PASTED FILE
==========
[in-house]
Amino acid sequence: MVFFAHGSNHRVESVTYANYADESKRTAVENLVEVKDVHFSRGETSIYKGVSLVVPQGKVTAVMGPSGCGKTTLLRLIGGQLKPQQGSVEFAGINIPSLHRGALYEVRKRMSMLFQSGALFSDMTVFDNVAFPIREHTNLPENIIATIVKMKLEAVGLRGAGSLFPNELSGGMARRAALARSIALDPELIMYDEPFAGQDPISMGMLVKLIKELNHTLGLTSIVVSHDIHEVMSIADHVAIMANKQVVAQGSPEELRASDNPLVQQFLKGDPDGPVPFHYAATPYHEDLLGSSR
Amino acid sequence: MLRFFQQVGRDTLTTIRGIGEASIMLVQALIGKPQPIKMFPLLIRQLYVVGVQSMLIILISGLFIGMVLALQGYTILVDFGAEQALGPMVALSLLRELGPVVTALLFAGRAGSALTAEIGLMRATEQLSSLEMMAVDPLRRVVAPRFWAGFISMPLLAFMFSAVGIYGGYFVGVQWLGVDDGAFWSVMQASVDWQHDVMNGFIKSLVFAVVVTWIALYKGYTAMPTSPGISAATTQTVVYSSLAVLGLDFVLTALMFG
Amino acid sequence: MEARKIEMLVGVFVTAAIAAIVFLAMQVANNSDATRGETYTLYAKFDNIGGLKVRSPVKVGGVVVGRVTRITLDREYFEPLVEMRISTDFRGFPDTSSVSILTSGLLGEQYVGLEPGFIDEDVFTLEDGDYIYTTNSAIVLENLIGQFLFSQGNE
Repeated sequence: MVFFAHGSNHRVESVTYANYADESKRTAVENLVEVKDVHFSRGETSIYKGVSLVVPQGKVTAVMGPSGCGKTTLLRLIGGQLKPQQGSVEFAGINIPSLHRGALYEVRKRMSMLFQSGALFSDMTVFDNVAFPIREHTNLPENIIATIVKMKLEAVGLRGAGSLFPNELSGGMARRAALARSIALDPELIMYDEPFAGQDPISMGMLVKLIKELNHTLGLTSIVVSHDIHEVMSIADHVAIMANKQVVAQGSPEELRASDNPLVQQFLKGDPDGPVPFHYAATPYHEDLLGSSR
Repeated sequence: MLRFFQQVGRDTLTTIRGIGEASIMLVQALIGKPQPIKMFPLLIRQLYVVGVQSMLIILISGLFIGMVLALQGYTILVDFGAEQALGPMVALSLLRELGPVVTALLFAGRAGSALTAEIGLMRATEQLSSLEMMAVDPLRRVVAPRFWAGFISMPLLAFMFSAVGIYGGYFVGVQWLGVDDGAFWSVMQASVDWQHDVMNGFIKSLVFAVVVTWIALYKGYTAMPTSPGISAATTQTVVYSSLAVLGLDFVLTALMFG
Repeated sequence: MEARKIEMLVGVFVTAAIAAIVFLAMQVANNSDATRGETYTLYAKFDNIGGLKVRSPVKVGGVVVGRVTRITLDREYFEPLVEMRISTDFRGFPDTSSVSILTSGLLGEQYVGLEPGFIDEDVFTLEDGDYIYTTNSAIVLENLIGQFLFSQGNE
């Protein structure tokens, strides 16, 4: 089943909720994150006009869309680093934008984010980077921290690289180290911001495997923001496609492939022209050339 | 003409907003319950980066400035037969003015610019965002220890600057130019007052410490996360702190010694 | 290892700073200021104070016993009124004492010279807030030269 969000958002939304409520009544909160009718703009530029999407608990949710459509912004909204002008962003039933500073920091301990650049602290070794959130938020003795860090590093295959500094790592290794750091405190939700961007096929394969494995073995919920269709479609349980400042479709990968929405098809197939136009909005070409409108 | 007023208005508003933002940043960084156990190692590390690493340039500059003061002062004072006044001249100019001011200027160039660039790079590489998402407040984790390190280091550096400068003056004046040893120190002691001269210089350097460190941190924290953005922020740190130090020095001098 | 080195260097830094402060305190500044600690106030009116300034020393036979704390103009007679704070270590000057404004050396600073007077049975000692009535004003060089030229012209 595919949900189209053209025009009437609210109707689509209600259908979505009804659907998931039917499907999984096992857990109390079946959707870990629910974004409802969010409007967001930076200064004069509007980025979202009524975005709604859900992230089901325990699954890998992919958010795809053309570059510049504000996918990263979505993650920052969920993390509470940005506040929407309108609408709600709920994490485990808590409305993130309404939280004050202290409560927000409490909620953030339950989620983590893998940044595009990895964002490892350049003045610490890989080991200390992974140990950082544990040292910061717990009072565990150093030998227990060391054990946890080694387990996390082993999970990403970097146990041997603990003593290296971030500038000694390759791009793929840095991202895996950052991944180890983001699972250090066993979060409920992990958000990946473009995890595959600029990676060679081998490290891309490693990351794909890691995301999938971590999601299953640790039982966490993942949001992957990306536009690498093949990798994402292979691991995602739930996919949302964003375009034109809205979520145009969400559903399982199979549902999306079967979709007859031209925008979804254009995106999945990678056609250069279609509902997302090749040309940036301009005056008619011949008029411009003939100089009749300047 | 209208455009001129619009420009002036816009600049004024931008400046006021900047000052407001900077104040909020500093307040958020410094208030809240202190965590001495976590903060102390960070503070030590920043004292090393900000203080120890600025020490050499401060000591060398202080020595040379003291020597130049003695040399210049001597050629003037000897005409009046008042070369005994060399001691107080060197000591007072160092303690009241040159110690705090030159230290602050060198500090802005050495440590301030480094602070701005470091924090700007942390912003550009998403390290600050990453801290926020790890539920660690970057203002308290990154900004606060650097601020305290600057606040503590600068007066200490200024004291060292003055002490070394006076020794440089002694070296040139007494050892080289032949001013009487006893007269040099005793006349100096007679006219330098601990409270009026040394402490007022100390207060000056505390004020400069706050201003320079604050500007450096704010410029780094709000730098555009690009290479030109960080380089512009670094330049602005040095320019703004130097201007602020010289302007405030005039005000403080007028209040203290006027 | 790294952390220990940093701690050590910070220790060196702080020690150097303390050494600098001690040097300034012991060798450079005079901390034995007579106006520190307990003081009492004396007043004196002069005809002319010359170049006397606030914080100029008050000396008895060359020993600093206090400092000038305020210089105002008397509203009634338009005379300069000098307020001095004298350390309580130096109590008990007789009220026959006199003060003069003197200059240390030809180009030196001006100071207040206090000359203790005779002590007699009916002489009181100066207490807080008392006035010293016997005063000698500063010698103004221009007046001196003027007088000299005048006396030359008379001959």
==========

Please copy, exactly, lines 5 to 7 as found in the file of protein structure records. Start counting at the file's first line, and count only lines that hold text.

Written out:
Repeated sequence: MVFFAHGSNHRVESVTYANYADESKRTAVENLVEVKDVHFSRGETSIYKGVSLVVPQGKVTAVMGPSGCGKTTLLRLIGGQLKPQQGSVEFAGINIPSLHRGALYEVRKRMSMLFQSGALFSDMTVFDNVAFPIREHTNLPENIIATIVKMKLEAVGLRGAGSLFPNELSGGMARRAALARSIALDPELIMYDEPFAGQDPISMGMLVKLIKELNHTLGLTSIVVSHDIHEVMSIADHVAIMANKQVVAQGSPEELRASDNPLVQQFLKGDPDGPVPFHYAATPYHEDLLGSSR
Repeated sequence: MLRFFQQVGRDTLTTIRGIGEASIMLVQALIGKPQPIKMFPLLIRQLYVVGVQSMLIILISGLFIGMVLALQGYTILVDFGAEQALGPMVALSLLRELGPVVTALLFAGRAGSALTAEIGLMRATEQLSSLEMMAVDPLRRVVAPRFWAGFISMPLLAFMFSAVGIYGGYFVGVQWLGVDDGAFWSVMQASVDWQHDVMNGFIKSLVFAVVVTWIALYKGYTAMPTSPGISAATTQTVVYSSLAVLGLDFVLTALMFG
Repeated sequence: MEARKIEMLVGVFVTAAIAAIVFLAMQVANNSDATRGETYTLYAKFDNIGGLKVRSPVKVGGVVVGRVTRITLDREYFEPLVEMRISTDFRGFPDTSSVSILTSGLLGEQYVGLEPGFIDEDVFTLEDGDYIYTTNSAIVLENLIGQFLFSQGNE